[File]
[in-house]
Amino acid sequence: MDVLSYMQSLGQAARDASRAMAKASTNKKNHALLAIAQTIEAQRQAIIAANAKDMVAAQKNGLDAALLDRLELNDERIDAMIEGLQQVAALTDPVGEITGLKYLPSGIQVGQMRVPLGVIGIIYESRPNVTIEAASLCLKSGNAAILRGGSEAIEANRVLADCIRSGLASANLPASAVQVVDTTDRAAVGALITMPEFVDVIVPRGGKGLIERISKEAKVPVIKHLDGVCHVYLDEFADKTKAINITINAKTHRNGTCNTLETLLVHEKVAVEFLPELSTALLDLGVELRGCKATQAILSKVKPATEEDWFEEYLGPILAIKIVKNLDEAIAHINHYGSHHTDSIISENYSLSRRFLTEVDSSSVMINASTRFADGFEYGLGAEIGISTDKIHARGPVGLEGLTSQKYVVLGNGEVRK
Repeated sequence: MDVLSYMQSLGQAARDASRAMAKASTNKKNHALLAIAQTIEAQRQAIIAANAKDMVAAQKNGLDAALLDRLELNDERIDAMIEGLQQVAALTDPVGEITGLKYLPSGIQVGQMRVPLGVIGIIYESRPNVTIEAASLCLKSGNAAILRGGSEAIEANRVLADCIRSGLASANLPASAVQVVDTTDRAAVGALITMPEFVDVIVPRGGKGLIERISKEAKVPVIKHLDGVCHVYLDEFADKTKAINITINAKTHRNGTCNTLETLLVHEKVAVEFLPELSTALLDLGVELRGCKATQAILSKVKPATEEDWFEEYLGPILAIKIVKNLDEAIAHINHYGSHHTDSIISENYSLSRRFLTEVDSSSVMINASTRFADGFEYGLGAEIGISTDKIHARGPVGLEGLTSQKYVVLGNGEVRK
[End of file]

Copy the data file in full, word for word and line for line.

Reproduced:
[in-house]
Amino acid sequence: MDVLSYMQSLGQAARDASRAMAKASTNKKNHALLAIAQTIEAQRQAIIAANAKDMVAAQKNGLDAALLDRLELNDERIDAMIEGLQQVAALTDPVGEITGLKYLPSGIQVGQMRVPLGVIGIIYESRPNVTIEAASLCLKSGNAAILRGGSEAIEANRVLADCIRSGLASANLPASAVQVVDTTDRAAVGALITMPEFVDVIVPRGGKGLIERISKEAKVPVIKHLDGVCHVYLDEFADKTKAINITINAKTHRNGTCNTLETLLVHEKVAVEFLPELSTALLDLGVELRGCKATQAILSKVKPATEEDWFEEYLGPILAIKIVKNLDEAIAHINHYGSHHTDSIISENYSLSRRFLTEVDSSSVMINASTRFADGFEYGLGAEIGISTDKIHARGPVGLEGLTSQKYVVLGNGEVRK
Repeated sequence: MDVLSYMQSLGQAARDASRAMAKASTNKKNHALLAIAQTIEAQRQAIIAANAKDMVAAQKNGLDAALLDRLELNDERIDAMIEGLQQVAALTDPVGEITGLKYLPSGIQVGQMRVPLGVIGIIYESRPNVTIEAASLCLKSGNAAILRGGSEAIEANRVLADCIRSGLASANLPASAVQVVDTTDRAAVGALITMPEFVDVIVPRGGKGLIERISKEAKVPVIKHLDGVCHVYLDEFADKTKAINITINAKTHRNGTCNTLETLLVHEKVAVEFLPELSTALLDLGVELRGCKATQAILSKVKPATEEDWFEEYLGPILAIKIVKNLDEAIAHINHYGSHHTDSIISENYSLSRRFLTEVDSSSVMINASTRFADGFEYGLGAEIGISTDKIHARGPVGLEGLTSQKYVVLGNGEVRK